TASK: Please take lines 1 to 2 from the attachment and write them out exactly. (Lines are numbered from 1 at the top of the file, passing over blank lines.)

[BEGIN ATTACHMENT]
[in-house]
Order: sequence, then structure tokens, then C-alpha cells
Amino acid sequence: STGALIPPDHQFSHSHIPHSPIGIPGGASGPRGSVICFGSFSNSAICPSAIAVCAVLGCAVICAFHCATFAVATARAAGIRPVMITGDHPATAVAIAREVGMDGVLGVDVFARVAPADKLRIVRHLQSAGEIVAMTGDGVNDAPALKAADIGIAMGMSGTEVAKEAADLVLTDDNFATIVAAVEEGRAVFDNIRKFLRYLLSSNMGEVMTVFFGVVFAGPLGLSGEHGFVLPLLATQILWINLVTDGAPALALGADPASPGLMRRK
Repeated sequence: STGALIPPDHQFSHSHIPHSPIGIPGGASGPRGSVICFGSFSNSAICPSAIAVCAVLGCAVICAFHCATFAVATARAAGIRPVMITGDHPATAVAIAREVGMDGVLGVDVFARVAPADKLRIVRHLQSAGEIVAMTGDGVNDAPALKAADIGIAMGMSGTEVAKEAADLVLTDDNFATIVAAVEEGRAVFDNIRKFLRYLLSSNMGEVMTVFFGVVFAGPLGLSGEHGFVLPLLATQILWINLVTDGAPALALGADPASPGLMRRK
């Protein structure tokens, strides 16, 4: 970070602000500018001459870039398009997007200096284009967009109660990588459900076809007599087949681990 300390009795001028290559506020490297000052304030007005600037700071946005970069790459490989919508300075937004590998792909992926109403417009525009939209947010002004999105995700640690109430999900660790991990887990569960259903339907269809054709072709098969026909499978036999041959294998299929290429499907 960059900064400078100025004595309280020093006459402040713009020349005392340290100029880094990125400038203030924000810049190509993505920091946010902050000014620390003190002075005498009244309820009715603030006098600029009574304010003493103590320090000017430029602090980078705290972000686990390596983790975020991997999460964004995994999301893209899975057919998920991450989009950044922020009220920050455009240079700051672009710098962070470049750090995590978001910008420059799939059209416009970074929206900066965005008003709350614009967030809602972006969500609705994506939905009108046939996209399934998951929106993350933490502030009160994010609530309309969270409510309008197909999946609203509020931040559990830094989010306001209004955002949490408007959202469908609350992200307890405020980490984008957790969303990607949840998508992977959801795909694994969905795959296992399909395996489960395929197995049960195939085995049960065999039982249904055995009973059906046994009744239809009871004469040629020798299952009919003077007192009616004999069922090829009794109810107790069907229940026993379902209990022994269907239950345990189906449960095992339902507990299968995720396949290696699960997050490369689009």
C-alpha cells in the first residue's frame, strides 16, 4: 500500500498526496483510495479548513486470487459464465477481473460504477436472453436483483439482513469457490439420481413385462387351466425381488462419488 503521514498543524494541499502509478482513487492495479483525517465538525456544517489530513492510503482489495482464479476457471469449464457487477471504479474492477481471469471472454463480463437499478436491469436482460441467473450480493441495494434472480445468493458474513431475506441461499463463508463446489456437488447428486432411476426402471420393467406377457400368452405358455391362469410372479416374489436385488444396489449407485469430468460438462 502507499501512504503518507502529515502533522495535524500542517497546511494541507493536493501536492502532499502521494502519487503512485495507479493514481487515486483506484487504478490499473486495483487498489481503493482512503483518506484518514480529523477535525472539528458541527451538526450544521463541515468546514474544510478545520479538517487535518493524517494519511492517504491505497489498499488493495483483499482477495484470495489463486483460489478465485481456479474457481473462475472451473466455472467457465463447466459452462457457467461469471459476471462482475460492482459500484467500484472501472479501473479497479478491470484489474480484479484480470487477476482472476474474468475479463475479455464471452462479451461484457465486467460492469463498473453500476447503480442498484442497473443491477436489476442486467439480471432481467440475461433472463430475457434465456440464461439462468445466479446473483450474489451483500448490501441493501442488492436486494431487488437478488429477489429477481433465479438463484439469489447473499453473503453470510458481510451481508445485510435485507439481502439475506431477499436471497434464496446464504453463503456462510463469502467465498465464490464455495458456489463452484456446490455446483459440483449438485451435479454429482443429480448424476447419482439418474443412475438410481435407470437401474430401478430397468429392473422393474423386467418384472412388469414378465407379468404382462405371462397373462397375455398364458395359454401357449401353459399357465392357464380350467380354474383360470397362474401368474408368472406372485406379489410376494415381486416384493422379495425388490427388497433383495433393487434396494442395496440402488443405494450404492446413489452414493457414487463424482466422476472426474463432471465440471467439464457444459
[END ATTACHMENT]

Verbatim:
[in-house]
Order: sequence, then structure tokens, then C-alpha cells